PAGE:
When facts won’t cooperate

Marc Sidwell
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HOW did it come to this? The supposed poster child for another way of running banks, forced to turn on the assets of its own bondholders to help stanch the gaping £1.5bn capital hole in its business plan.

Co-op Bank was the government’s favoured candidate to buy 632 branches from Lloyds Banking Group. It was seen as the means to bring a big mutual challenger to the high street. That’s no surprise from an administration that has talked up the mutual model (as opposed to the PLC) as a new way forward for UK business.

But it is important that the government is made to feel suitably embarrassed for its glaring error. Perhaps it will end its fond belief that in such matters it knows best.

In recent days, we have also seen the chancellor George Osborne engineer the departure of the accomplished chief executive of RBS Stephen Hester. The bank’s share price promptly dropped eight per cent in early morning trading, a clear signal that the market took a dim view of Osborne’s brazenly political intervention. Now we have proof that the government’s intended challenger bank would have been better employed as a cautionary tale than schoolmaster to the established high street giants.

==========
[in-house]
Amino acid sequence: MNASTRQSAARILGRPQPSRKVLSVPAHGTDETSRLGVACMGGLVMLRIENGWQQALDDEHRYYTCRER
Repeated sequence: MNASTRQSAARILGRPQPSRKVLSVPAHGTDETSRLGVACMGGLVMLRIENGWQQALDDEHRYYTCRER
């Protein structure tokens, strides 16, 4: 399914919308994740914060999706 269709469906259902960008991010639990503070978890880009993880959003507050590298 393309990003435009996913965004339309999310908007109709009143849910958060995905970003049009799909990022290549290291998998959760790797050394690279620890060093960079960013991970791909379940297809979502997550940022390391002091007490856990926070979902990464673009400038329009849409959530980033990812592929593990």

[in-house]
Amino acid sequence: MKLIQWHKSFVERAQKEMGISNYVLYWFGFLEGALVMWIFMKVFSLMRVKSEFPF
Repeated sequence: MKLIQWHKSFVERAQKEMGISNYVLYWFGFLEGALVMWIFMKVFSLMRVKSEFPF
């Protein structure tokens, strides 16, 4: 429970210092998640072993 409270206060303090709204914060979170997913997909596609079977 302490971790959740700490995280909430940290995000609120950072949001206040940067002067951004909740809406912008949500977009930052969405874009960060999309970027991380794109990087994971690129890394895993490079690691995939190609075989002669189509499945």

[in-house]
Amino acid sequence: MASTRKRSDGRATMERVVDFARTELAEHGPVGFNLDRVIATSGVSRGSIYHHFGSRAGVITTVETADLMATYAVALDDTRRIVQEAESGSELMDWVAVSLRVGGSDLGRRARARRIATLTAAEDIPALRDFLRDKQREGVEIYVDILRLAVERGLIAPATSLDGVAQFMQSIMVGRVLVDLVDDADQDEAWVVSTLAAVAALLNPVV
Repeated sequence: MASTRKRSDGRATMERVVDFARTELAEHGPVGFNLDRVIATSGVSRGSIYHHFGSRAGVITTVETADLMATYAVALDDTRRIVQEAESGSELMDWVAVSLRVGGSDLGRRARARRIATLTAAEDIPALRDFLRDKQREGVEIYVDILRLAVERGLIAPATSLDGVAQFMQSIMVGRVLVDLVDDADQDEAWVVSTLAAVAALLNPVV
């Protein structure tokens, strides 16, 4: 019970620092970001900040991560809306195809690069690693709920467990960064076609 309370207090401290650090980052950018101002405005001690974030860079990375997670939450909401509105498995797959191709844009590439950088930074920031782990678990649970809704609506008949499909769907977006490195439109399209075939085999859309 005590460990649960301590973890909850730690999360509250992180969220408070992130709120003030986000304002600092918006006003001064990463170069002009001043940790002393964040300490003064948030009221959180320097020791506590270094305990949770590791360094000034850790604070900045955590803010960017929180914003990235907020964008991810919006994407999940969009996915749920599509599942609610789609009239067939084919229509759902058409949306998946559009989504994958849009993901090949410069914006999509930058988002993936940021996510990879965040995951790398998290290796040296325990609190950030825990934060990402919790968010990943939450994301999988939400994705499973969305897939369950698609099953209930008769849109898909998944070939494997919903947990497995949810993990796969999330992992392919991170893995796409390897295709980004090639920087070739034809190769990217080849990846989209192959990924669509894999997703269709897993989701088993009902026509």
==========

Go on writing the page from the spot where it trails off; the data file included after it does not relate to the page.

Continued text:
Politicians are expert at winning popularity contests. Business is a tougher school. They should stick to what they know.